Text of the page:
In Buddhism Everyone Is Equal
"There are many religions out there that I couldn't follow because it goes against who I am as a transgender being.
When I was younger, my parents tried to humiliate me in front of a Cambodian monk, and they said in Khmer, "My child is gay (katheoy) and it's shameful." This monk said to my parents, "Gay (katheoy) people are people, nonetheless."
As a way to tell them to not treat me with such contempt.
When I was a bit older, my friends invited me to a Christian sermon as a chance or a way to prove that Christianity was going to liberate me and help me quell my identity crisis.
I had already studied and read the Holy Bible front and back.
However, after disclosing that I was bisexual to the preacher, he judged me, called me a sinner, and the preacher banned me from entering their place of worship.
He felt that because I was LGBTQ and that I kept asking him questions against the religion which was seen as blasphemous. Christianity and Catholism were the two disappointing religions that I had stayed away from ever since. It taught me nothing.
As an adult, I was never rejected by Buddhism. As a matter of fact, I was raised Buddhist but I never really paid attention to what Buddhism or its teachings had to offer. One of the first LGBTQ films that I have ever watched was not "Boys Don't Cry" but instead, it was, "Beautiful Boxer", a true story and event about a transgender woman named Parinya.
Of all the LGBTQ films out there in existence, "Beautiful Boxer" was the film that I related to the most, it was so close to the Khmer culture. I laughed and cried with this movie. What saddens me a bit is that I share this film to others here in the United States but most people are reluctant to watch it because it is a Thai original language film and most people are too lazy, rather ignorant, to read the subtitles.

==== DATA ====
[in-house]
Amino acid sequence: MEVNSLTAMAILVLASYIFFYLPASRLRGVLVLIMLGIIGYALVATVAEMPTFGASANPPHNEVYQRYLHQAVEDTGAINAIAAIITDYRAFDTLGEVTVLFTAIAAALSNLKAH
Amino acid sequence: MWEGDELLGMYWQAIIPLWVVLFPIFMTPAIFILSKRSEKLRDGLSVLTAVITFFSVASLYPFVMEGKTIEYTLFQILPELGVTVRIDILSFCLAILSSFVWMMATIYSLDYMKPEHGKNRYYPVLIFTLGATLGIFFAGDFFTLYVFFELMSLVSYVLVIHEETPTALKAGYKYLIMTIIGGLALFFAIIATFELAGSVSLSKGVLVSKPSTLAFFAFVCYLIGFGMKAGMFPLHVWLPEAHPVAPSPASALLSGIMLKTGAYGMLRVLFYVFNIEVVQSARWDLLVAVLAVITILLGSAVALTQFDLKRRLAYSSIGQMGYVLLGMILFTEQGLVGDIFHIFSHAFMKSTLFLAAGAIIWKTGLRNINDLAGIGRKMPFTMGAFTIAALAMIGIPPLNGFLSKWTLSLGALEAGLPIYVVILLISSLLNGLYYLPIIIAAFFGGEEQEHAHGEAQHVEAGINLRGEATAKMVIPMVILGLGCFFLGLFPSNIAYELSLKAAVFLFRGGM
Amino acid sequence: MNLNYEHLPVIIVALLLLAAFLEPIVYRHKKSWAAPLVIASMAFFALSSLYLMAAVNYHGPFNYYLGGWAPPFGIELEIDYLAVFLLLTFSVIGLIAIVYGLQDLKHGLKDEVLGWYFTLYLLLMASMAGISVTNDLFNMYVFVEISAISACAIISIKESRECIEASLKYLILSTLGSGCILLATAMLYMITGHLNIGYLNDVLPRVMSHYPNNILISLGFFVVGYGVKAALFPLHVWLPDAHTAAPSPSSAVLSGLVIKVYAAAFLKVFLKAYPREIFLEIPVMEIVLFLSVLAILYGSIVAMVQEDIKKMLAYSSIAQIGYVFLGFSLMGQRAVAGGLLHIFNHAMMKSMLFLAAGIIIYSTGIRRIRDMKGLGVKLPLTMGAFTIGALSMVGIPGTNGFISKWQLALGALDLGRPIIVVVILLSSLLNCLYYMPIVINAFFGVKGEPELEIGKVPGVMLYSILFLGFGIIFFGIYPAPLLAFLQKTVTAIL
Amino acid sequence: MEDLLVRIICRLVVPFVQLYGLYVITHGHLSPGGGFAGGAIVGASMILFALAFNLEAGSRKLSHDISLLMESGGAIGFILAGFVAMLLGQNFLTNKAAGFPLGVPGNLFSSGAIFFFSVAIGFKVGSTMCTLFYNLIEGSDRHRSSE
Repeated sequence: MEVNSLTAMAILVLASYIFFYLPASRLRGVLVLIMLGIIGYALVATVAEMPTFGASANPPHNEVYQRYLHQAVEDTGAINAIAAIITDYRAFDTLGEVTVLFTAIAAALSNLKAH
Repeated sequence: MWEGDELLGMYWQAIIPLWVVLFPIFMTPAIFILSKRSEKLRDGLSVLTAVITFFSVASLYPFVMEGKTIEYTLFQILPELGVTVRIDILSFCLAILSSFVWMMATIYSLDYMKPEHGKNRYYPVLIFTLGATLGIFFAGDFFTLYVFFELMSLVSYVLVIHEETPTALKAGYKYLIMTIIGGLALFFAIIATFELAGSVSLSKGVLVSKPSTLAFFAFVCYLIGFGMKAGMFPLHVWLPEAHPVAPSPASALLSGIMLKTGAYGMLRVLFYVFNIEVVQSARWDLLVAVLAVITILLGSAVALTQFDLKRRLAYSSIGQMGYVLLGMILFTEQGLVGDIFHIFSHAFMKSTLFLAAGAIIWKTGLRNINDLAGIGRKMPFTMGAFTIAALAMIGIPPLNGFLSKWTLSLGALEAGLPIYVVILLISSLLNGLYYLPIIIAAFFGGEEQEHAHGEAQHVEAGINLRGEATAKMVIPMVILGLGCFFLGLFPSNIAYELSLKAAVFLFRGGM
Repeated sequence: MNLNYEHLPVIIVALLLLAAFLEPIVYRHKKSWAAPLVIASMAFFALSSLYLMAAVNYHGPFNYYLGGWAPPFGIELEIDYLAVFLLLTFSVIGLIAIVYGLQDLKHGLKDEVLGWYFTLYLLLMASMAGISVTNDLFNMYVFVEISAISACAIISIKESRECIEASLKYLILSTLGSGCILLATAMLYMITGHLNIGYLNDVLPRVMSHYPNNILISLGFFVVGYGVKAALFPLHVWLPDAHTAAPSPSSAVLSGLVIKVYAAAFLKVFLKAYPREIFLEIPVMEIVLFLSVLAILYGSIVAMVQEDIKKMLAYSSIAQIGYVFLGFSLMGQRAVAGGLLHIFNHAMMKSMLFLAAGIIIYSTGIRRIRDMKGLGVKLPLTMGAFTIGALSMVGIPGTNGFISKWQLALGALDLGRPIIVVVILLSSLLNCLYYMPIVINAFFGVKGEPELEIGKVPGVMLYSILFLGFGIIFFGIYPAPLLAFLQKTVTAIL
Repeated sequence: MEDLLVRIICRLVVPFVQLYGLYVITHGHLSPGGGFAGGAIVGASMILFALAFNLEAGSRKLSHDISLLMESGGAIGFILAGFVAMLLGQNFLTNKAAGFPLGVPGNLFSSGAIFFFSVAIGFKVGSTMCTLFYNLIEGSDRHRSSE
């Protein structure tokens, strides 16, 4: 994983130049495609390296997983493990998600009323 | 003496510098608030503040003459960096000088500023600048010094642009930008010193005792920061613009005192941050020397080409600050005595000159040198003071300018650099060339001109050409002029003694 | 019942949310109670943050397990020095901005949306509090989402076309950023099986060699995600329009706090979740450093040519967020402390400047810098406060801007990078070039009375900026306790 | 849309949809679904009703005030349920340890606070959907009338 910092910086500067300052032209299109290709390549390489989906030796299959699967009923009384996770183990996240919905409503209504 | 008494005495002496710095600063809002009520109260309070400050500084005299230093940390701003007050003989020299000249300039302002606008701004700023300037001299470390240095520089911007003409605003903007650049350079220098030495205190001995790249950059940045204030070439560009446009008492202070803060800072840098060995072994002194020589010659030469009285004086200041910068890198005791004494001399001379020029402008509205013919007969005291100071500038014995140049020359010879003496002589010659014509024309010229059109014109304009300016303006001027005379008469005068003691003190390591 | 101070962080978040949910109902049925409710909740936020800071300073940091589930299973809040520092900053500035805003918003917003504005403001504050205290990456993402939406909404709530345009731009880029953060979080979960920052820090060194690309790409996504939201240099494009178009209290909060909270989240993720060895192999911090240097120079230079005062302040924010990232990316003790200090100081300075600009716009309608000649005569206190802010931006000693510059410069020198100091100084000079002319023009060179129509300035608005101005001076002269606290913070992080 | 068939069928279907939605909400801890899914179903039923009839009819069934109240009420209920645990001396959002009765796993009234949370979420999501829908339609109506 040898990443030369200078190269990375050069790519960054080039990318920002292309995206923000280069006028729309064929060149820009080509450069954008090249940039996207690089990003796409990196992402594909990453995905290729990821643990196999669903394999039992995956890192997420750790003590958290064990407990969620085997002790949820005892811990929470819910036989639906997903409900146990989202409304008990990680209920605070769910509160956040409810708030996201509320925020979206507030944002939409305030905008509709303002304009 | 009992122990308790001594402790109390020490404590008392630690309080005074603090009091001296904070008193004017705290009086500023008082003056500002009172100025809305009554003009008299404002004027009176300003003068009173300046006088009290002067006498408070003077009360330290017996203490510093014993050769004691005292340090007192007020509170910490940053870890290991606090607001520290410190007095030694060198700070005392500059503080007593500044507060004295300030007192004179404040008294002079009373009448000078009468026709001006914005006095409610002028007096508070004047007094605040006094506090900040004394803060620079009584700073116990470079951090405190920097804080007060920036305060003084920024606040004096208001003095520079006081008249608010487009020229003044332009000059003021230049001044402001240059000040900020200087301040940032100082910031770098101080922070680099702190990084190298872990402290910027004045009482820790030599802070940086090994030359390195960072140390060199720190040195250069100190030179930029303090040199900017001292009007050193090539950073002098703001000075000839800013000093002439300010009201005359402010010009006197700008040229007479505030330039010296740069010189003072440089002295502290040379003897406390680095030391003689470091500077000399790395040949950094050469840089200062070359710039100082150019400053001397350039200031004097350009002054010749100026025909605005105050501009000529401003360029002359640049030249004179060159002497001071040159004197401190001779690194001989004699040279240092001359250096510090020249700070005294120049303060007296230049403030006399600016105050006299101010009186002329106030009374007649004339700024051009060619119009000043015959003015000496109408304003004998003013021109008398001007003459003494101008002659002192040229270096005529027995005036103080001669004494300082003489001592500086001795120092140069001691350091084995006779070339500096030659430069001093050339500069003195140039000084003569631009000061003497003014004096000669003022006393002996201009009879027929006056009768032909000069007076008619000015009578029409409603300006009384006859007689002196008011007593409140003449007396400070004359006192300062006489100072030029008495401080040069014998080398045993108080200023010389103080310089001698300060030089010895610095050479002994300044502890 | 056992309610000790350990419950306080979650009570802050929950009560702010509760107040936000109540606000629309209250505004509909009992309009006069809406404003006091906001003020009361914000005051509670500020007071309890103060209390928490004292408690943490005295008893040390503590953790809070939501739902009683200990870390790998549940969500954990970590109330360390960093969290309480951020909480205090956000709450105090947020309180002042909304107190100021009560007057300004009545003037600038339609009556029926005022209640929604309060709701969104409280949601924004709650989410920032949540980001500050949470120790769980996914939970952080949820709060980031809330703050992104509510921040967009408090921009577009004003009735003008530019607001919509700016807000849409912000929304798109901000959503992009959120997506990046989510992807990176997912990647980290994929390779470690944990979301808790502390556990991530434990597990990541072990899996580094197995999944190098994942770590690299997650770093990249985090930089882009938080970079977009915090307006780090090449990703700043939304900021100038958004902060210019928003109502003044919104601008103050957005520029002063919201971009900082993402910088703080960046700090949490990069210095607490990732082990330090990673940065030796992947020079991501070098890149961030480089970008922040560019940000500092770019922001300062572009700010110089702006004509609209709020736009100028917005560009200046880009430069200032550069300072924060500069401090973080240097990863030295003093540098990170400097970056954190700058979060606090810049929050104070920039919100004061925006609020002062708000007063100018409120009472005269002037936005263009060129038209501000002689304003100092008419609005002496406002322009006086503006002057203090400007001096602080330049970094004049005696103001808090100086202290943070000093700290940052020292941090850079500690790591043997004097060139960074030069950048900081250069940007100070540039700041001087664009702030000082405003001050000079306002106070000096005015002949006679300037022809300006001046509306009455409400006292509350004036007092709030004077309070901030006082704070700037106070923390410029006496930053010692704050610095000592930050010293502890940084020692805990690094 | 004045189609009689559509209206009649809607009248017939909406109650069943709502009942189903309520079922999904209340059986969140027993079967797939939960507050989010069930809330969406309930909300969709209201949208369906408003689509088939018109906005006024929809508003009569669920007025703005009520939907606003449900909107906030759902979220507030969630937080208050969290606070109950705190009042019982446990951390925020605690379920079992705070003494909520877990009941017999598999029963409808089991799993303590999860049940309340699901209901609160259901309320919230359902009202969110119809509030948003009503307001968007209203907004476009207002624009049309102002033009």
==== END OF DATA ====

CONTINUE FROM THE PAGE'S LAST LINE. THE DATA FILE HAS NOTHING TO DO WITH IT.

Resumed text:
They are missing out on the entire picture that makes up what it is like to be transgender growing up in the Khmer and Thai culture. It's a total human experience all on its own. Parinya had it a bit easier than me growing up. She didn't have to deal with abuse as much but more of the pain living in dysphoria. Each of our stories is different but that suffering is all the same. I own this movie in its original title and language. I understand Thai so it's good enough for me.
So that inspired me to study Buddhism and eventually religions across the world. I found spiritualism, or Agnostism, to be one that I can identify and relate to much more than any other.
This is Kodo Nishimura and his story is very rare so I wish to share it on My Trans Life Blog post. However, we do have one out of almost two things in common, that we are a member of the LGBTQ, he is cisgender gay whereas I am transgender bi-sexual, and that we both pupils of Buddhism and students of cosmetology, we do makeup and are professional MUAs.
Click on the image below to watch his full documentary!
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Kaneda Yoshida (male pronouns: he/him/his) is a transgender activist, advocate, a trans brother to the Transgender Community and a fierce protector of trans youth. He is the original non-profit founder/leader of the Trans-Cis Alliance Coalition Organization (T.C.A.C, pronounced Tee-Kah). He actively and closely works with other LGBTQIA+ entities to bring about inclusion, intersectionality, diversity, justice, and equality for both the sex and gender diverse communities by campaigning, petitioning, and lobbying for individuals who face discrimination in schooling systems and in the workplace, rejection and abuse at home, as well as hate and violence in public spaces against LGBTQIA+ individuals. He has lobbied against anti-trans politicians, as well as capital institutions within the military, law enforcement, and city council government systems as well as took a stand against any entities that targets the health, livelihood, and well-being of LGBTQIA+ individuals.